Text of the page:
There are many arguments for much effect code structure has on search engine ranking. In my experience, if all things are equal between two sites, and one of those sites has better coding, the better coding wins. Think of Google as a home buyer. If they like what they see at first glance, then they begin looking in the closets and checking the finer details. The more homes you have in the same market, the more importance there is on the details.

I still advocate building a site correctly from the start as a good foundation. As the market changes and you find it increasingly difficult to dominate search results, that good foundation can be added to effectively. If the foundation is faulty, e.g. clumsy code, it's sometimes more expensive to fix than it is to start over.

Woody82986
10-26-2008, 09:02 PM
I rank #1 in most and at least top 5 in all cities I service in the DFW metroplex using Yahoo Site Builder. We aren't talking Mayberry. I could have used a more controllable site builder, but Yahoo was simple to use and it allowed me to do everything I wanted. As for the paypal stuff, I used to think there was no way around having a button for each set amount, but you can get around that by pasting HTML code on your site that will pop up an interface that will let the client enter whatever amount they need to. Just do a search for paypal invoice payments on your own website and you should find the same info I did that let me be able to set that up.

yard_smart
10-26-2008, 09:07 PM
Lawnpro its not who YOU link to its where you put link backs to your site . . .

WebMan
10-27-2008, 12:11 PM
Online interfaces like site builder are your worst opton IMO. They are easy to use, but you have very limited control, they are terribly slow and inefficient, and the code is horrible (good luck ever ranking with search engines).
This all depends on the software you choose. You're right about Yahoo and many others. But for us hosts "you get what you pay for" is true too. Most hosts go for cheap software to keep their costs down since site builders are virtually always a "free" item these days... but there are great site builders which offer search engine optimization tools (in addition to being able to do what you know) and the best even allow you to take your site with you if you change hosts (very few do that-only one I know of) Of course good site building software costs more and since you can't really charge for it since every host offers a "free" program of some type; it simply increase overhead to offer the "good stuff".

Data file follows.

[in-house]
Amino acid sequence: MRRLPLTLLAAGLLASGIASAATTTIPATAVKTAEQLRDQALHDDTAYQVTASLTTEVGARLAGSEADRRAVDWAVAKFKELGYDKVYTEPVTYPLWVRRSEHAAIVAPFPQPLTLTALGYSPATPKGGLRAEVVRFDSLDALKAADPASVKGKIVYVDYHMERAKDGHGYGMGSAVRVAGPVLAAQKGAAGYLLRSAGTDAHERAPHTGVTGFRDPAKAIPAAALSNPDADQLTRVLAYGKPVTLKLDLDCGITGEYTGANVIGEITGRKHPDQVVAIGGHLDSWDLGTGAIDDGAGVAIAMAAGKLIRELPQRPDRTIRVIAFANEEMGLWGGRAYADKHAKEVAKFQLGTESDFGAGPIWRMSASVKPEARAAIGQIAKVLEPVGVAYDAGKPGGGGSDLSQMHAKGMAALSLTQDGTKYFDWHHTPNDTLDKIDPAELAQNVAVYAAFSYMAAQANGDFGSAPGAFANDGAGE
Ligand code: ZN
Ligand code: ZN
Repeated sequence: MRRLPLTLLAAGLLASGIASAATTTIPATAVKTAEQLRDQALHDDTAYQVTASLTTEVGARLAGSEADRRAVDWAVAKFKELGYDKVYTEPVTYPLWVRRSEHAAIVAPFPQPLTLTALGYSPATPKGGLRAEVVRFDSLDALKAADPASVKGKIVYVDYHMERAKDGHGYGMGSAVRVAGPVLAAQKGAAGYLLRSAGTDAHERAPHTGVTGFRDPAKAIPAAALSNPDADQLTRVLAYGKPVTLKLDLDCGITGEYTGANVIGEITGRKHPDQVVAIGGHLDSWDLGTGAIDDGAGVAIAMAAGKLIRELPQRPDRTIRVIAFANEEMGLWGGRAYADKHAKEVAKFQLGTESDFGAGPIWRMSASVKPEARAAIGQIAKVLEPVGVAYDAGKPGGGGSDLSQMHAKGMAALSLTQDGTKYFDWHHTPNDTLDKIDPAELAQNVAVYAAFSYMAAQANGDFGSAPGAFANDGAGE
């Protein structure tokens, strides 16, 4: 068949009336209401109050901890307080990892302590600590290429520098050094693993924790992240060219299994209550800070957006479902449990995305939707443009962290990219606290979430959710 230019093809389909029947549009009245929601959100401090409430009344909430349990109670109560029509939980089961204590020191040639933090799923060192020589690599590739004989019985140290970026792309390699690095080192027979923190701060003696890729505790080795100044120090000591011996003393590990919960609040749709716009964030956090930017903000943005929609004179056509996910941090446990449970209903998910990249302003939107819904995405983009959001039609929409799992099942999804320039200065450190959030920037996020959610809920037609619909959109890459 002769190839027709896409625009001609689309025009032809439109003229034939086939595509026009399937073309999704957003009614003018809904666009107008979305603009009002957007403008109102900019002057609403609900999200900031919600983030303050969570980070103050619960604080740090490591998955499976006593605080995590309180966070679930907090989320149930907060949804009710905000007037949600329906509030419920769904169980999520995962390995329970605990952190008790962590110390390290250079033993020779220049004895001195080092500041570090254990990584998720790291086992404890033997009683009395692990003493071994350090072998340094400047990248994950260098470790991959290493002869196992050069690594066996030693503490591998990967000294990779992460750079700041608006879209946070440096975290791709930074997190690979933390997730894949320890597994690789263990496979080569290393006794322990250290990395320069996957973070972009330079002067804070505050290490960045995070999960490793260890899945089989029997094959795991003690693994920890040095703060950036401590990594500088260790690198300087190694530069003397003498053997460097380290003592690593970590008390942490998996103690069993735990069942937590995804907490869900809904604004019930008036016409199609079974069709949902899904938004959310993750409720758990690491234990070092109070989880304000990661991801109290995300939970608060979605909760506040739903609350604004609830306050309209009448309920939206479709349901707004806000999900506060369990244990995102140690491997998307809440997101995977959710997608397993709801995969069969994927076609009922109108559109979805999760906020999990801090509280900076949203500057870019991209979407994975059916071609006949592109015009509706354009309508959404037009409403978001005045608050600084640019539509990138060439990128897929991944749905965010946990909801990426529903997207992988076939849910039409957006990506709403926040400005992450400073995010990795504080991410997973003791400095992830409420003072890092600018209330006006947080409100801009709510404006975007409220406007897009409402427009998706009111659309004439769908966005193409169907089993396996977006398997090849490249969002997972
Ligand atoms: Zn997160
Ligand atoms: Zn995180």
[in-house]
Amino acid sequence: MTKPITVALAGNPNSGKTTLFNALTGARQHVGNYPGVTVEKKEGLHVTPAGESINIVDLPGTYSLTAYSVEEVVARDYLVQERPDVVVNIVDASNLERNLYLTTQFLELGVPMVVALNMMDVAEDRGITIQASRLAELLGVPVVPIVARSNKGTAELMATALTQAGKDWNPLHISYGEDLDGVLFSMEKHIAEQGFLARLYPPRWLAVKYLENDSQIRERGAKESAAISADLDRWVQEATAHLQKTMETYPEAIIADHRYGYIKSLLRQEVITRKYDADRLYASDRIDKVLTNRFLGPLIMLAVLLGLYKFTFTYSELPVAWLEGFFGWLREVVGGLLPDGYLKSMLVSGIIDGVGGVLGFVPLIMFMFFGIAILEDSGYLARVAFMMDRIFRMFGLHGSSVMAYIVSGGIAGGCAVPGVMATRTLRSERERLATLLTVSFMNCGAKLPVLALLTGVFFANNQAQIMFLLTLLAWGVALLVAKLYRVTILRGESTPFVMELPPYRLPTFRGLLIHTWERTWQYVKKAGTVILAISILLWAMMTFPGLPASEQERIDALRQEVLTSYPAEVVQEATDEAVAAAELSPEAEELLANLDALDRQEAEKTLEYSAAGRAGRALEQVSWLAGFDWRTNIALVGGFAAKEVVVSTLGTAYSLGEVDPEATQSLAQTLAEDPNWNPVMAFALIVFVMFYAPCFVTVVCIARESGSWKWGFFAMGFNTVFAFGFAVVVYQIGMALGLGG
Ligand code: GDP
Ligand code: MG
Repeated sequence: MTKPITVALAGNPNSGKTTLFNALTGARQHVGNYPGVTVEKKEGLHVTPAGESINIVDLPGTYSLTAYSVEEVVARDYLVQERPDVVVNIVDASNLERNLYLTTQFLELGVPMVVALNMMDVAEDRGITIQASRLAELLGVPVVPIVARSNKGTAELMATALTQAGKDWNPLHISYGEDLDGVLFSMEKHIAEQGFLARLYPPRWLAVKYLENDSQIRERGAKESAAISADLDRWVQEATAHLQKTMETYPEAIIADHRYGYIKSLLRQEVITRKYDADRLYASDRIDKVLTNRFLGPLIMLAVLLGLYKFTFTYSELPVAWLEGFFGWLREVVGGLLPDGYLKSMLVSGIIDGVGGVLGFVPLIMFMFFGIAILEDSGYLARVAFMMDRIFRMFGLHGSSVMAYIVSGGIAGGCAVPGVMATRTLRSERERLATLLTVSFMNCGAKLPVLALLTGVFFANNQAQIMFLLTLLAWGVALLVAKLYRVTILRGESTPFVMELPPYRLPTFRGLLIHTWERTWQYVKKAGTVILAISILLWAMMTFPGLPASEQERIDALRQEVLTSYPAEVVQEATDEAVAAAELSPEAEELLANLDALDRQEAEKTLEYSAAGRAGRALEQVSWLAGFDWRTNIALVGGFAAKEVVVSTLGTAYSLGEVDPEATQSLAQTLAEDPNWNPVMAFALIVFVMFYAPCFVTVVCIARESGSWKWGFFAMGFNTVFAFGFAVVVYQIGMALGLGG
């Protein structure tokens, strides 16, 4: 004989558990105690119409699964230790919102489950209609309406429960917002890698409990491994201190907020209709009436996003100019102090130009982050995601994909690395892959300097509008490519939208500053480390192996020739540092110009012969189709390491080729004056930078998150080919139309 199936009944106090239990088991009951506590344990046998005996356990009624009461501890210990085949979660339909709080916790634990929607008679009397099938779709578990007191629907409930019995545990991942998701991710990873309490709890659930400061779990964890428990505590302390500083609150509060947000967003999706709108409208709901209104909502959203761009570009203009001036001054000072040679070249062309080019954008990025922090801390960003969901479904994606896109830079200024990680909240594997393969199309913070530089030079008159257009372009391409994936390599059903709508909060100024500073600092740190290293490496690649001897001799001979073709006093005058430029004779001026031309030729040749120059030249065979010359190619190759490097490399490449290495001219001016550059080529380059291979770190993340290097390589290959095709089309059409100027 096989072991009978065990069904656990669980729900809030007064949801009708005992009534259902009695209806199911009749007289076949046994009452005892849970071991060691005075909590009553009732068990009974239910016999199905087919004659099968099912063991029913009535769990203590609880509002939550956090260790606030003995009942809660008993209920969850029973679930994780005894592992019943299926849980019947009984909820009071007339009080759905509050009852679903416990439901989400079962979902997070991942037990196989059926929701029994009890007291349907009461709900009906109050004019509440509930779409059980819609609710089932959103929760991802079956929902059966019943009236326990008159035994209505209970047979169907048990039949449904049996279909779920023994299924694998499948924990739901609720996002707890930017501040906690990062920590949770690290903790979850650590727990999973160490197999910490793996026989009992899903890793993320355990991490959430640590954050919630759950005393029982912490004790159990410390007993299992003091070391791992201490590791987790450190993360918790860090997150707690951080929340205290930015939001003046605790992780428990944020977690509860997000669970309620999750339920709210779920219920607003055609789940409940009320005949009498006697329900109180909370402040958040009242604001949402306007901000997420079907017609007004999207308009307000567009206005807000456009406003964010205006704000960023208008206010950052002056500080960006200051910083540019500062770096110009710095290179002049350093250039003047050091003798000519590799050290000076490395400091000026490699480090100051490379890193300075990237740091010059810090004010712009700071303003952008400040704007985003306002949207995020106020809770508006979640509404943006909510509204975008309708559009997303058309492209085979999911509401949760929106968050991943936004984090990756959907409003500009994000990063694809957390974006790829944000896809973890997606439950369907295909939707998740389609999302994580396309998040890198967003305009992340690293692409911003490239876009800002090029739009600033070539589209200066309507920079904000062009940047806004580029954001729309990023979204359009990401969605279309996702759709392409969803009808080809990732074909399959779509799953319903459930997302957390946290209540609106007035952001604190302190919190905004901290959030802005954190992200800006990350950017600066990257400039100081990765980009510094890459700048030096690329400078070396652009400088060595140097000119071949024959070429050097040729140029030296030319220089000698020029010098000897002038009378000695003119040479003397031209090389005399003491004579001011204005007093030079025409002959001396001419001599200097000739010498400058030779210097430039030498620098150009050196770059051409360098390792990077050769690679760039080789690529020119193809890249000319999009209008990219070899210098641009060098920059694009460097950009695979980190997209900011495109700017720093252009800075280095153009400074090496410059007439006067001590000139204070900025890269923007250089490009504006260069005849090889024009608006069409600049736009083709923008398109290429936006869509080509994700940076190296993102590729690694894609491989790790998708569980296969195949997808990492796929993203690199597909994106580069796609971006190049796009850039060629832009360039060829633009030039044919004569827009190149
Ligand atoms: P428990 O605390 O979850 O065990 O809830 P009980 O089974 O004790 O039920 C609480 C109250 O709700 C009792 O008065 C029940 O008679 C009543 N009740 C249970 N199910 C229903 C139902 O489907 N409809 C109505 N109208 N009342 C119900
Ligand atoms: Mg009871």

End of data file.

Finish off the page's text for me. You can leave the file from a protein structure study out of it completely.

Good ones allow total template customization and/or creation of your own templates etc. are "clean" code and as fast as any good site. (Speed is most often the host & their network or hardware rather than the site, usually a poor site building program won't be on top-of-the-line hardware or networks because the host probably went "bargain" on those choices too.)

The one I am familiar with even lets you follow your suggestion of learning HTML as you go because every pane has a "1 click" toggle between the WYSIWYG editor view most "newbies" use and a straight HTML view; enabling you to see what's happening with HTML and learn how it's being used by the program as well as being able to add any custom HTML to do things beyond what the particular template might have "built in" for total customization. So you could totally do a site with it in straight HTML just using it as an easy editor and having the advantage of being able to click over to a preview to be sure your code is right. I always encourage my folks to use both views so they can start learning HTML even if they don't have a clue what HTML even is when they start. Seeing by doing is usually the easiest way to learn and that way you can get a good site up quickly then as time goes by learn the "code" that is making your creation "work" so you can learn while doing if you want more than just the easy way out (some people just don't care about learning anything new, if somebody has trouble using e-mail, learning HTML probably isn't their thing)
So your blanket statement isn't really correct, and I'm sure your "IMHO" is based on experiences with the mainstream "site builders" that are most common like Yahoo.

However it is in this case because the person has Yahoo (and I have never understood why anyone would use Yahoo other than the "brand" name) So you are right about his situation. He's very limited as far as what he can do and may or may not be able to do what he wants (probably not in most cases-not and still have everything work right) :wall